Russia and China Try to Weaken North Korea Sanctions, Pompeo Fights Back

US presses Hong Kong on freedoms after party ban
GETTY/AFP/STEPHANIE KEITH
JOHN HAYWARD

Russia and China spent this week’s U.N. General Assembly working to undermine international sanctions against North Korea’s nuclear program, to the exasperation of U.S. Secretary of State Mike Pompeo, who seeks to rally the world community and show firm resolve to North Korea at a crucial moment in the denuclearization drama.

As CNN reported on Thursday, Russia and China are trying to help North Korea play its old game of demanding rewards today for meaningless, symbolic, or easily retracted “concessions.” Pyongyang’s allies want the pressure to come off long before substantial measures are taken:

[Chinese Foreign Minister Wang Yi], after praising US engagement with North Korea and in particular the announcement that Trump will hold a second summit with Kim, suggested the Trump administration give North Korea something it has long sought: an official end to hostilities between the two countries.

“A timely declaration of an end of war … would help build basic trust, further facilitate denuclearization and put in place [conditions] for a final peace accord,” said Wang Yi.

“In China’s view, a political and wise decision must be made.”

One of the major concerns about signing a peace treaty to formally conclude the Korean War after seven decades is that North Korea would use that diplomatic achievement to weaken sanctions against it. Some proposals for cooperative projects between North and South Korea are blocked by the lack of a treaty.

Also, a peace treaty would give North Korea considerable leverage to demand the removal of U.S. forces from the Korean peninsula – perhaps a desirable outcome if done the right way, on the right timetable, but not if it’s forced before nuclear disarmament is complete.

Russian Foreign Minister Sergei Lavrov said that steps by the Democratic People’s Republic of Korea, including the dismantling of nuclear sites and a cessation in weapons and missile testing, should be followed by an easing of sanctions.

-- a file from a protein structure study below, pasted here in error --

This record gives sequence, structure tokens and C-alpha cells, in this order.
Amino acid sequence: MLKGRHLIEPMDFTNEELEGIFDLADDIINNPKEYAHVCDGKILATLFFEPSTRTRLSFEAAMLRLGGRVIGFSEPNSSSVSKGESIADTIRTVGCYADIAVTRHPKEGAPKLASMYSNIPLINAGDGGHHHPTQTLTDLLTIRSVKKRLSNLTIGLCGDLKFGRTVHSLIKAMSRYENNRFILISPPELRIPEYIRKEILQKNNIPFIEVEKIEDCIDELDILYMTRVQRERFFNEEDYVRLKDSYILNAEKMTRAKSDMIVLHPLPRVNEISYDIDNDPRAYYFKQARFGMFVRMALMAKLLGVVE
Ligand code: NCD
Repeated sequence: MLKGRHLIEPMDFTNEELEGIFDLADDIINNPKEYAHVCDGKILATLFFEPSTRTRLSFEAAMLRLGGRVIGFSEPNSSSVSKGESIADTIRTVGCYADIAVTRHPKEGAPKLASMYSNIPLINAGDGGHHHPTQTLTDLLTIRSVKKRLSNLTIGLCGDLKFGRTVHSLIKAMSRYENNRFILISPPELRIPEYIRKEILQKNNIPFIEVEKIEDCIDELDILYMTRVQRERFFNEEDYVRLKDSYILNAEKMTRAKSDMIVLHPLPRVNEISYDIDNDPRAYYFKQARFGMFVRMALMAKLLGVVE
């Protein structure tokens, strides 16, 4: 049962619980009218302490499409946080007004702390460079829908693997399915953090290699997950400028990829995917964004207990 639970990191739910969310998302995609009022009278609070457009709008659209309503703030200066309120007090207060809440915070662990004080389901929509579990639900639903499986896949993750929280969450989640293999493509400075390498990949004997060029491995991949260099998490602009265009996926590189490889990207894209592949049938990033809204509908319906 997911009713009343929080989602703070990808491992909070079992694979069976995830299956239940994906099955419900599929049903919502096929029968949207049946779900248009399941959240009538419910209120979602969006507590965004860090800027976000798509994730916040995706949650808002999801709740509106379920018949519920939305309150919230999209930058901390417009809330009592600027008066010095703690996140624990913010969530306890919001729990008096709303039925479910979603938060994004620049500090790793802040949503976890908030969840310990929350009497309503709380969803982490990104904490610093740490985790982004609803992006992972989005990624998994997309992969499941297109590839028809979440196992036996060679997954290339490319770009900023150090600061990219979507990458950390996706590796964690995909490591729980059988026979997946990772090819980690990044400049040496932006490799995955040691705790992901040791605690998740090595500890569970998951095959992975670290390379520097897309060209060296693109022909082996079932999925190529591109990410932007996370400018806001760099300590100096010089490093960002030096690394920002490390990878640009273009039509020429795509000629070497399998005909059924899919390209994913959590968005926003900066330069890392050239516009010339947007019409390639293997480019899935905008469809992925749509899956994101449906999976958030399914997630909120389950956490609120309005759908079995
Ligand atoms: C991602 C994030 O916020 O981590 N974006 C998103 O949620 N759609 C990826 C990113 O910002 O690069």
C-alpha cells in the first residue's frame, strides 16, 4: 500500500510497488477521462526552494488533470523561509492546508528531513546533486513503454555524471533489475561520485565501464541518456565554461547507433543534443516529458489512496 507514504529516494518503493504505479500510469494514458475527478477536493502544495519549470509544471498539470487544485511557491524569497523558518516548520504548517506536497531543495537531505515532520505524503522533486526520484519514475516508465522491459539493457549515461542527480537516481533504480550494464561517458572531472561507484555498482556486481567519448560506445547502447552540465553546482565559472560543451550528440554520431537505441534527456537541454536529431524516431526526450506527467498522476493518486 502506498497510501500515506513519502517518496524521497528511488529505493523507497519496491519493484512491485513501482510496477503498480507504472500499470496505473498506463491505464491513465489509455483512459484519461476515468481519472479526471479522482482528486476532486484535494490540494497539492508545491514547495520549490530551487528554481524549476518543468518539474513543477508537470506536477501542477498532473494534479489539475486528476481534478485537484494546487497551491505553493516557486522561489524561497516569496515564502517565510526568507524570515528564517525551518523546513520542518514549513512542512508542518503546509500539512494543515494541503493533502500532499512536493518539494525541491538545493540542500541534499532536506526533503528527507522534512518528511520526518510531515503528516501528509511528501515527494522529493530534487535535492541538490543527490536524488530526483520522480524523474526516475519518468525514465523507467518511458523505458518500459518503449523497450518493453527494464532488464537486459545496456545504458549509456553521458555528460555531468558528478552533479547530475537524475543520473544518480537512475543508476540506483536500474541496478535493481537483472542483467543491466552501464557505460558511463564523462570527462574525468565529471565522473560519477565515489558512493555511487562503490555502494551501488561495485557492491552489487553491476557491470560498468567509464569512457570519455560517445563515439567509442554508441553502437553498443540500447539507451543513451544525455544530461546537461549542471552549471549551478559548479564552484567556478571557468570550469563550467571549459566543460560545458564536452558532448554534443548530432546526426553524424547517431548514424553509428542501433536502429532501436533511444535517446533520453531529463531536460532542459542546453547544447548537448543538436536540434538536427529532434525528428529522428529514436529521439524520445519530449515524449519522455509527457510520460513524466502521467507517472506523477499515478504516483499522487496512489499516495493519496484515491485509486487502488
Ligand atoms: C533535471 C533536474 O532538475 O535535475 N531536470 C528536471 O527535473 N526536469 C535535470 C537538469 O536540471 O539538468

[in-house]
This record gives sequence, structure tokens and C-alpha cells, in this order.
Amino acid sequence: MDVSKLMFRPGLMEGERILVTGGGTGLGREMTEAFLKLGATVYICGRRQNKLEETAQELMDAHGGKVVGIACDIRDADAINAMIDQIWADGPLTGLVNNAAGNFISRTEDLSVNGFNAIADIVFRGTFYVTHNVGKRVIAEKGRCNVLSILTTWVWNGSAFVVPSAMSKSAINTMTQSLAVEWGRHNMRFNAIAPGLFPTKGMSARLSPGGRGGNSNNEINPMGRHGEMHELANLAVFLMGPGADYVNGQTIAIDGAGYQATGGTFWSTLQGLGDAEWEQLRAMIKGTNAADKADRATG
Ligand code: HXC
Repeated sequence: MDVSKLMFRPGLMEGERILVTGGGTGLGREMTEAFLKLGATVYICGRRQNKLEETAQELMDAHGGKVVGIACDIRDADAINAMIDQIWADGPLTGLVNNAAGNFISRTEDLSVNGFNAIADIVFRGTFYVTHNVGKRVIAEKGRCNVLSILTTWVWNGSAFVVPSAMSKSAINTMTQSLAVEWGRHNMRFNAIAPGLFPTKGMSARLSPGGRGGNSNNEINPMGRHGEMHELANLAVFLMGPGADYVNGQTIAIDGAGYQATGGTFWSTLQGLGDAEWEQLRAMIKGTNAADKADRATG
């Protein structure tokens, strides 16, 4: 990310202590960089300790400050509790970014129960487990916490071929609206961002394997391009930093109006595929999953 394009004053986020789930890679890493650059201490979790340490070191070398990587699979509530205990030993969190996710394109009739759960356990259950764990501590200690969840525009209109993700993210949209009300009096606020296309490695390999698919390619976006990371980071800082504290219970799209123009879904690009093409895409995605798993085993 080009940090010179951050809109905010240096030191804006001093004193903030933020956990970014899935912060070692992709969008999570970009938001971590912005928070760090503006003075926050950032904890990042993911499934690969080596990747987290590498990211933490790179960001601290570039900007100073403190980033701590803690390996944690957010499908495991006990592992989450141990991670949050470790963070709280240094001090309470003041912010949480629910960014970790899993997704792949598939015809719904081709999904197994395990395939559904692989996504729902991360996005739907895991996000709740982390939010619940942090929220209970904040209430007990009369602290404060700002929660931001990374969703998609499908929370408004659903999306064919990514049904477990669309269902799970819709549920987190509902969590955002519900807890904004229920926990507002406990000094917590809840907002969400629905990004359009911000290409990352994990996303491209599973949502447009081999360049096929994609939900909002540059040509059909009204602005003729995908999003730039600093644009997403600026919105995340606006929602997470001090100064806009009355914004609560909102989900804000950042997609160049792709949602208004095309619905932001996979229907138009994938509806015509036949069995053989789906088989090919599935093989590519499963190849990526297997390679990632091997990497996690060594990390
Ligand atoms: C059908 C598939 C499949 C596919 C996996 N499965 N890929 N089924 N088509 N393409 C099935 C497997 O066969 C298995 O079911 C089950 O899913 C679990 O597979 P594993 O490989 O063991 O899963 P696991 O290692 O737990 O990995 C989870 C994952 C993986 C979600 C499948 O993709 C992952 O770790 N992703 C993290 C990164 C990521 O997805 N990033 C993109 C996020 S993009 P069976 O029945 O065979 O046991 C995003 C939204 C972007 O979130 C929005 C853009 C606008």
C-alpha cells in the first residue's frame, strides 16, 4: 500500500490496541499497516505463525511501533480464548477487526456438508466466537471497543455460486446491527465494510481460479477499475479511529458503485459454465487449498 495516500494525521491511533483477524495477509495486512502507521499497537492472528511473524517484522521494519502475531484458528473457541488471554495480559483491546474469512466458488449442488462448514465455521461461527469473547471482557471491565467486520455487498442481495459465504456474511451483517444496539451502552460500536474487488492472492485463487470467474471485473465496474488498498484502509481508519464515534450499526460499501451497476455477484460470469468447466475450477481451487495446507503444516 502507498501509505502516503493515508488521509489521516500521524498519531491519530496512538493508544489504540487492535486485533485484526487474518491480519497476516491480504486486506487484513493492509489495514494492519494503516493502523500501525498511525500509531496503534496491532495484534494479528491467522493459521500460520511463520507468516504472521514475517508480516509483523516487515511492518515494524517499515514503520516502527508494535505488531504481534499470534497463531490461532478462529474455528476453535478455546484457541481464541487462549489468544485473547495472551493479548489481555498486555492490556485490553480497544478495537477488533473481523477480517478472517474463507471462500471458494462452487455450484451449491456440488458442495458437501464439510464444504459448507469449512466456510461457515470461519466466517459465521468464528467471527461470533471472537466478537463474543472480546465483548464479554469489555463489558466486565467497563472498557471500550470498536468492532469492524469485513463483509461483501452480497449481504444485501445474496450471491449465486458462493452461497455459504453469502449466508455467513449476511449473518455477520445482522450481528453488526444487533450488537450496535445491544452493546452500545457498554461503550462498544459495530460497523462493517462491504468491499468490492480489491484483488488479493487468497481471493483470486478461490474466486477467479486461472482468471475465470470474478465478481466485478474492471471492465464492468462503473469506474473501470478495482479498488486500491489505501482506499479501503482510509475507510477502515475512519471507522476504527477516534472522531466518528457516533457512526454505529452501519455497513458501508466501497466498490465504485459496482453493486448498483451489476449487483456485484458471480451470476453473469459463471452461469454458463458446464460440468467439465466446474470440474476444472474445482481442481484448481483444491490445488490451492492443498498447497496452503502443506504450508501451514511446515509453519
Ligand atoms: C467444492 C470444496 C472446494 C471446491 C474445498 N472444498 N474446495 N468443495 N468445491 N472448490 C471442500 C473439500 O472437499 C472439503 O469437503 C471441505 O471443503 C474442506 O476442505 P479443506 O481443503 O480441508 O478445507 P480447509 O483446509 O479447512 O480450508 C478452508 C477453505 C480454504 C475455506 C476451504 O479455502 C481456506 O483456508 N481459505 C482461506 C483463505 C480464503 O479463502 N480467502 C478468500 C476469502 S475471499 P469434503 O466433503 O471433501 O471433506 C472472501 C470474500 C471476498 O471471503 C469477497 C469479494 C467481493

“It is unacceptable for sanctions against the DPRK to become an instrument of collective punishment,” Lavrov said, according to UN translators. “Against a backdrop of readiness of Pyongyang to cooperate … it seems inappropriate and untimely when our Western partners have imposed a course of tightening sanctions against Pyongyang.”

For his part, Secretary Pompeo highlighted sanctions violations by North Korea and its partners, including some hefty allegations leveled very carefully against Russia and China: “The United States is troubled by recent reports that member-states, including members of the Security Council, are hosting new North Korean laborers. This violates the spirit and the letter of the Security Council resolutions that we all agreed to uphold.”

North Korea traditionally counts on workers abroad as a source of hard currency. The workers are effectively sold as slave labor, since Pyongyang takes most of the proceeds, while the laborers are kept under strict control and made to live in appalling conditions.

U.N. Security Council sanctions restricted the export of North Korean labor in 2017. In August 2018, evidence of widespread Russian cheating on the ban was uncovered, with over 10,000 new North Korean workers registered in Russia.

“Enforcement of UN Security Council sanctions must continue vigorously and without fail until we realize the full, final, verified denuclearization. The members of this council must set the example on that effort, and we must all hold each other accountable,” Pompeo said at the U.N. on Thursday.

Pompeo’s pitch to the Security Council was that progress is being made, but the time is not right to lift sanctions. He praised the June summit between dictator Kim Jong-un and U.S. President Donald Trump as “the first significant diplomatic breakthrough in decades” but said Pyongyang does not yet define “denuclearization” the same way America and the Western world do.

“We note the lack of concrete steps so far,” UK Foreign Secretary Jeremy Hunt agreed. “Action counts for more than assurances. Deeds must follow words.”

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